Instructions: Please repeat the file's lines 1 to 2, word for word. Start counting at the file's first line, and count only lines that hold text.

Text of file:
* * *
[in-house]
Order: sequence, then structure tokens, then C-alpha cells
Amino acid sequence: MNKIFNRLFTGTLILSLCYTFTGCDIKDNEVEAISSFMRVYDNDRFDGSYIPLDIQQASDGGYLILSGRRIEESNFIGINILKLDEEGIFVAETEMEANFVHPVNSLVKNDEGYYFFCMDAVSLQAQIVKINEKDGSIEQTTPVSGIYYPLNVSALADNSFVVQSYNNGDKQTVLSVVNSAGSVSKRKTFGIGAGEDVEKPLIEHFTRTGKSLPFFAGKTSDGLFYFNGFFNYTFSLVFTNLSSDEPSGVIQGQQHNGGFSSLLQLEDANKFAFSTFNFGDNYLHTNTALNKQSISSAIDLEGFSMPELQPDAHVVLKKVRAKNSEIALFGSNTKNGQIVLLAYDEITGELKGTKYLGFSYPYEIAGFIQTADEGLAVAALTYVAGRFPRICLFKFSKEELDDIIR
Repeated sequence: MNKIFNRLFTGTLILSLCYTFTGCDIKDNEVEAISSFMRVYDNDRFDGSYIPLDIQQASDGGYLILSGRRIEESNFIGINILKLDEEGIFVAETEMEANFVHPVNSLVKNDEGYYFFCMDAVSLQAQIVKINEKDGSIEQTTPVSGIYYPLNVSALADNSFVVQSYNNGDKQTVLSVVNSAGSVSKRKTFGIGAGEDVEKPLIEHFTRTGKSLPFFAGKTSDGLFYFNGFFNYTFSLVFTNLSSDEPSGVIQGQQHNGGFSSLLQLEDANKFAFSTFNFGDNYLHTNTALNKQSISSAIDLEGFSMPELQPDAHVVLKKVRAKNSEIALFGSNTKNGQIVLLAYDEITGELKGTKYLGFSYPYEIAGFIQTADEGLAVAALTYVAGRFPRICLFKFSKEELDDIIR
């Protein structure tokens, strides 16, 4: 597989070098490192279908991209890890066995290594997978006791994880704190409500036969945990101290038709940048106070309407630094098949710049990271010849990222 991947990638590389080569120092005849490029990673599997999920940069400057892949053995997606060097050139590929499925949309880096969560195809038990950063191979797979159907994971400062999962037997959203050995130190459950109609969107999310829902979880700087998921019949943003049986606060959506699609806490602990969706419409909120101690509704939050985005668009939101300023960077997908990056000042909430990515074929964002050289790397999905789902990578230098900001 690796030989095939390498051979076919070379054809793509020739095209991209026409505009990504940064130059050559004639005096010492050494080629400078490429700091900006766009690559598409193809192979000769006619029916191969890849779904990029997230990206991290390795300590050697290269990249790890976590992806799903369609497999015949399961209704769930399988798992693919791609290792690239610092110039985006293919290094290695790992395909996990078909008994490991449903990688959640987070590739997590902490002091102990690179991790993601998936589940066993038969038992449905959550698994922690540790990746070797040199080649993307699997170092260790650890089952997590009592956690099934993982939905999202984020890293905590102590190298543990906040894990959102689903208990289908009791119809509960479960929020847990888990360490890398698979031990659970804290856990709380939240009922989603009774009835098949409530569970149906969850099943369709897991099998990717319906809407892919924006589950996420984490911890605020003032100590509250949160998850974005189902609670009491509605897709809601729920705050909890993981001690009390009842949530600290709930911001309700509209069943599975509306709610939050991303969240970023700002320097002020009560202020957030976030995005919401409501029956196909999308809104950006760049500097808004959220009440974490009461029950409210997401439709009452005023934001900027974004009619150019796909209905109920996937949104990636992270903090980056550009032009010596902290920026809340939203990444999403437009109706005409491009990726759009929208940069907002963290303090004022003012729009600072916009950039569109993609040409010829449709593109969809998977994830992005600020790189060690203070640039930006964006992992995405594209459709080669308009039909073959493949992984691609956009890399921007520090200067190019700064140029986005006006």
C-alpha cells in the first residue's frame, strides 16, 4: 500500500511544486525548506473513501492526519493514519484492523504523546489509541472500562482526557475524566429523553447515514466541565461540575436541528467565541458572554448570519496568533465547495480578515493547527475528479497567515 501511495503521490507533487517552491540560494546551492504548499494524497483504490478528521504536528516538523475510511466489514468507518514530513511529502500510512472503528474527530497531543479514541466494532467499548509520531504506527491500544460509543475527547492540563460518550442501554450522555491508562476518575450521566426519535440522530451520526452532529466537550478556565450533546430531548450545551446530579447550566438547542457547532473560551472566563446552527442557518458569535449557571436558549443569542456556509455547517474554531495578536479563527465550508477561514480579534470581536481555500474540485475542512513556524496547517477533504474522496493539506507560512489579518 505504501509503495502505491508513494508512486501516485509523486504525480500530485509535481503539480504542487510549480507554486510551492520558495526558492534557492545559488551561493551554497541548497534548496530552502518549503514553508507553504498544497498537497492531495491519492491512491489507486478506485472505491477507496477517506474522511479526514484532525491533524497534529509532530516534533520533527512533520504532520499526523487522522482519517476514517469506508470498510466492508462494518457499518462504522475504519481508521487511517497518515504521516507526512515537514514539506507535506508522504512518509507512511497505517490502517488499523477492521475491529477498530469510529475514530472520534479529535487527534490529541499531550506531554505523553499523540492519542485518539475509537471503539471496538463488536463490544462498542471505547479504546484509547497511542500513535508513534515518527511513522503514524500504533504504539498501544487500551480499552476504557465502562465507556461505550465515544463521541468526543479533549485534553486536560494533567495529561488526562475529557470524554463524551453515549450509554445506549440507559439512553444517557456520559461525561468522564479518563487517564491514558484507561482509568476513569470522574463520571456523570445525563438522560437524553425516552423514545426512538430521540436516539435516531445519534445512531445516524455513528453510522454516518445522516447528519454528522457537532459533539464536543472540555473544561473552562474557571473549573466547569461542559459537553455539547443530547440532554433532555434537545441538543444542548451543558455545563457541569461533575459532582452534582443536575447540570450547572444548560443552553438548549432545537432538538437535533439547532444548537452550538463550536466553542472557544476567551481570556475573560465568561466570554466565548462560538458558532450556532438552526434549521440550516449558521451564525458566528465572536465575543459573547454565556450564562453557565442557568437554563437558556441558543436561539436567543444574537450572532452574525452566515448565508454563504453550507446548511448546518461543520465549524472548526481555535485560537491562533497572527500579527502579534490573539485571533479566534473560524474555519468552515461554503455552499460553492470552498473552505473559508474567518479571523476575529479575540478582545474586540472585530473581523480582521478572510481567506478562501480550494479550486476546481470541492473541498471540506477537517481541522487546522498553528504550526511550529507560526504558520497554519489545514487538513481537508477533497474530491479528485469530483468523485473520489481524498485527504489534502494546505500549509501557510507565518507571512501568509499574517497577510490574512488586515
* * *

[in-house]
Order: sequence, then structure tokens, then C-alpha cells